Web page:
pointing finger animation

 Fog in San Francisco!

By Eric Muller

Topic:
Meteorology

Type of Web activity:
Getting data and activities from the Web

Materials / Software needed:
Depends on activity / Web browser

Grade Level:
5-12

Time involved:
One class period

Created:
July 1996

Updated:
July 2010


The Web Science Workshop lessons were created in cooperation with the Exploratorium Teacher Institute.

This site developed and maintained by Eric Muller.

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When warm Pacfic air cools, water vapor condenses to form a mist. When this mist is on the earth's surface it's called fog....and San Francisco has a lot of it.

Fog forms off the coast of San Francisco. Air in the coastal valleys of the Bay Area and the Central Valley of California heats up during the day. The air in these locations expand and rise. This displaced air must be replaced. Air is drawn in* from offshore where fog has formed. This fog travels through the Golden Gate. San Francisco just happens to be in the path of this "replacement air." The fog gets carried along as the air makes its way towards the hotter regions of the Bay Area.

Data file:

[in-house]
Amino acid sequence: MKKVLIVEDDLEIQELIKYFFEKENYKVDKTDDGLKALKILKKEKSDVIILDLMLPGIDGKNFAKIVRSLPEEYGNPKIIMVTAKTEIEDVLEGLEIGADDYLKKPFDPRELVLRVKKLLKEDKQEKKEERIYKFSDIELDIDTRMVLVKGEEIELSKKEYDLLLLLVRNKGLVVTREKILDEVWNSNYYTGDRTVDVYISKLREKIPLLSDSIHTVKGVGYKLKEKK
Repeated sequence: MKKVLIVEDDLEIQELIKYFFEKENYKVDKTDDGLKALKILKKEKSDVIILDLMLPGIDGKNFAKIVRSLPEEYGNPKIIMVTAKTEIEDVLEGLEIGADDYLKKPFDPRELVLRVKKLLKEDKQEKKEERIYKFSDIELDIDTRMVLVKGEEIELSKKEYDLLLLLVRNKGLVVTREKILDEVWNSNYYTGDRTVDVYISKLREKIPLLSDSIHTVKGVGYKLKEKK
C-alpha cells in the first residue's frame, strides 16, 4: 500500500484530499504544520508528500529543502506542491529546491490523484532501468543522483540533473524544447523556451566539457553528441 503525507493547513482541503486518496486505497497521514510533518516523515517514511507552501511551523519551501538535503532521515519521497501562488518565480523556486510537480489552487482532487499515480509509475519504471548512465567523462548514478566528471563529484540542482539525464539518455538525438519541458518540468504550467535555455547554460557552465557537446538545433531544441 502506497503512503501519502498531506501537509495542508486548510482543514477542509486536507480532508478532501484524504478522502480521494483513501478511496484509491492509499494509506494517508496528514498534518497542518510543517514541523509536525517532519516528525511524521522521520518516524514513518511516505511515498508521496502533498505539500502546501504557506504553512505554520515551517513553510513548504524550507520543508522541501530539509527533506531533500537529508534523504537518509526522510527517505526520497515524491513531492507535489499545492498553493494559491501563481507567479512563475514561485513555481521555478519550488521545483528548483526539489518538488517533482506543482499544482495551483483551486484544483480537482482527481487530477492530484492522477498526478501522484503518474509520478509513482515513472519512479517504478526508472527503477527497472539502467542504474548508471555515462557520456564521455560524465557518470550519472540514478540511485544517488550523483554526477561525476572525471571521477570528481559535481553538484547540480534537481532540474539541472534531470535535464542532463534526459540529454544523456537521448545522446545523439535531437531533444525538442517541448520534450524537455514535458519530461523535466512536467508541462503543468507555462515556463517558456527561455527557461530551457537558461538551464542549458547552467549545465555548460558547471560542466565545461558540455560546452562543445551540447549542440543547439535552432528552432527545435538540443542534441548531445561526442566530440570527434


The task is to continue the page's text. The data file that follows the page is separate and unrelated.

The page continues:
Below are a some links that can be made into a lesson.

*Areas of higher air pressure tend to flow towards areas of lower air pressure.

 

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